But Keith has someone else in his sights for a new, more adult, animated show - Billy Connolly.

He said: "I'd love to work with Billy. He's my favourite comedian.

"I had a character for him, which may still work for him. I'd love to get him on board.

"It would be for a Family Guy audience. You'd need an edge for him. I think it would be funny."

Through his creations, Keith has given endless joy to millions of children around the world.

Born in Brentwood, Essex, Keith always had a love of cartoons and remembers reading the Beano and Dandy on his paper rounds.

By 13, newspapers were buying his cartoons and he began drawing greetings cards and strip cartoons.

After Great Yarmouth Art College, he worked as an art director in advertising agencies, before getting a job with The Jim Henson Company, where he designed Muppet-related products and worked on the programmes Fraggle Rock and Muppet Babies.

He was back in the advertising world when he approached Hit Entertainment with a few of his own character ideas, one of which was Bob the Builder.

Because he was new at the pre-school television market, he didn't get creative control over Bob so decided to go it alone with Chapman Entertainment when he created Fifi and the Flowertots.

It was his second big hit and is now screened in 148 countries.

It nearly didn't happen, though. In 2001, after getting a commission with Channel 5's Milkshake, the financial backers Universal Studios pulled out of the deal. He said: "It was devastating. We were high and dry with a 52-episode commission to make Fifi but no money to make it. I was going to fund it myself with my Bob the Builder money but luckily in 2004 we found an investor.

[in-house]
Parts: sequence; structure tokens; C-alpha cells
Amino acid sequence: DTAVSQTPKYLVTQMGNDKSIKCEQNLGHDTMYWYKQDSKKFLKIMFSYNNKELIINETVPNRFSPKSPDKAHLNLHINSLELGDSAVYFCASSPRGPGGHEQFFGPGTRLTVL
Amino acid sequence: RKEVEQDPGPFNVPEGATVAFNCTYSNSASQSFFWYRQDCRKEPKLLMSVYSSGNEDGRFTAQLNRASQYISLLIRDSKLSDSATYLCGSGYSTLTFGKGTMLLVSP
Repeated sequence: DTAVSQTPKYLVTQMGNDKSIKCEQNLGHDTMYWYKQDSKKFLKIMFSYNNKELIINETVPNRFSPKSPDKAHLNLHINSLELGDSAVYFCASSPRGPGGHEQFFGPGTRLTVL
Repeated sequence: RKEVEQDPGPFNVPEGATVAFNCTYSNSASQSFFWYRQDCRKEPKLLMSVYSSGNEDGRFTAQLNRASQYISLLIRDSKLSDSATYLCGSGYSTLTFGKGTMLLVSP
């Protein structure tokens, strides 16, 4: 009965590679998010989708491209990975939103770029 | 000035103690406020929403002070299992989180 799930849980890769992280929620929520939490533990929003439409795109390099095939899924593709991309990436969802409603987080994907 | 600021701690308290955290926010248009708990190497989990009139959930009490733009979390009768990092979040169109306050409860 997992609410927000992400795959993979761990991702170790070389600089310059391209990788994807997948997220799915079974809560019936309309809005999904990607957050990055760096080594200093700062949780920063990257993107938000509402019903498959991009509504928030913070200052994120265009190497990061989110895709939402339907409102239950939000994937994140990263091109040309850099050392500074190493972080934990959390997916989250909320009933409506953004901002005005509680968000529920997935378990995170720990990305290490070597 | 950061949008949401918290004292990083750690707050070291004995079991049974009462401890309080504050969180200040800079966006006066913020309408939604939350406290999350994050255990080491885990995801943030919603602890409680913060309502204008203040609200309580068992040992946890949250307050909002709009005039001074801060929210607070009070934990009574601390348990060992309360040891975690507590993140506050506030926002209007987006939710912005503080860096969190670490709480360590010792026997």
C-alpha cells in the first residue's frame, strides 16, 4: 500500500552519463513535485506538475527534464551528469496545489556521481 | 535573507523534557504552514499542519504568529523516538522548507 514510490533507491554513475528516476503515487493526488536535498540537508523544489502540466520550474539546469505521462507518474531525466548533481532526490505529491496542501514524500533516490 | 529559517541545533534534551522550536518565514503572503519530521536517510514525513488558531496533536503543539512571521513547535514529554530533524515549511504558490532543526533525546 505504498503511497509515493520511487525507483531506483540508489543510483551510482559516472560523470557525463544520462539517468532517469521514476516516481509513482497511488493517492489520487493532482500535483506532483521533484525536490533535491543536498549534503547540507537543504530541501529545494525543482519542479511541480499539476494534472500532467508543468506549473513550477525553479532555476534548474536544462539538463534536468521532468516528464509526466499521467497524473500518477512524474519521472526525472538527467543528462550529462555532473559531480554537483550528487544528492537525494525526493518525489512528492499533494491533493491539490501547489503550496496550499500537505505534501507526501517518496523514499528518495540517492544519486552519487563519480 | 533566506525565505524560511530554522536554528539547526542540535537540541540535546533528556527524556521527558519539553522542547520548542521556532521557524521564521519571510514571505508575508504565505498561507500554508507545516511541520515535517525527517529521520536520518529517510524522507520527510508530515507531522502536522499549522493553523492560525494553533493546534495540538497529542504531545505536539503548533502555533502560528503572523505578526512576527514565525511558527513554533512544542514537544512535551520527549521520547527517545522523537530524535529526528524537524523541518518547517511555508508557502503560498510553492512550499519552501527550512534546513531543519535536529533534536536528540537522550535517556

"It was a blessing in disguise because we got the rights back and control of the programme."

Next came Roary the Racing Car, from an idea by David Jenkins, which is narrated by Sir Stirling Moss. Last year, two more shows were produced by Chapman Entertainment and aired daily on CBeebies. Raa Raa, which was created by Bob designer Curtis Jobling, and Little Charley Bear, a creation of Daniel Pickering.

However, the economic woes and a lack of tax breaks nearly wrecked their dreams. Last year they made 10 people redundant just to keep Raa Raa and Charley Bear going. Each series costs pounds 4million and takes two years to make.

They now have 20 people in Manchester making the shows, and 10 in London looking after licensing and marketing.

the The major problem has been the lack of tax breaks for animators in the UK. That was until this week when the Budget brought in ones starting at 20per cent.

Jingly is out It means UK animators still lag behind Canada (a 40per cent tax break) and Ireland (28per cent) but the news is something Keith welcomes and he added: "We now have a bright future."

And that's good news for kids everywhere. And their parents.

Raa Raa the Noisy Lion - Welcome to the Jingly Jangly Jungle is out on Monday, March 26.


PERFECT SPOT J Bobsville was based on Nairn after its creator visited relatives in the town WINNING TEAM Z Lorraine Kelly narrates on Raa Raa The Noisy Lion, top, Fifi and the Flowertots, middle, and, bottom, Bob the Builder creator Keith Chapman APPEAL 3 Bob the Builder is broadcast around the world
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Publication:Daily Record (Glasgow, Scotland)
Geographic Code:9MALD
Date:Mar 24, 2012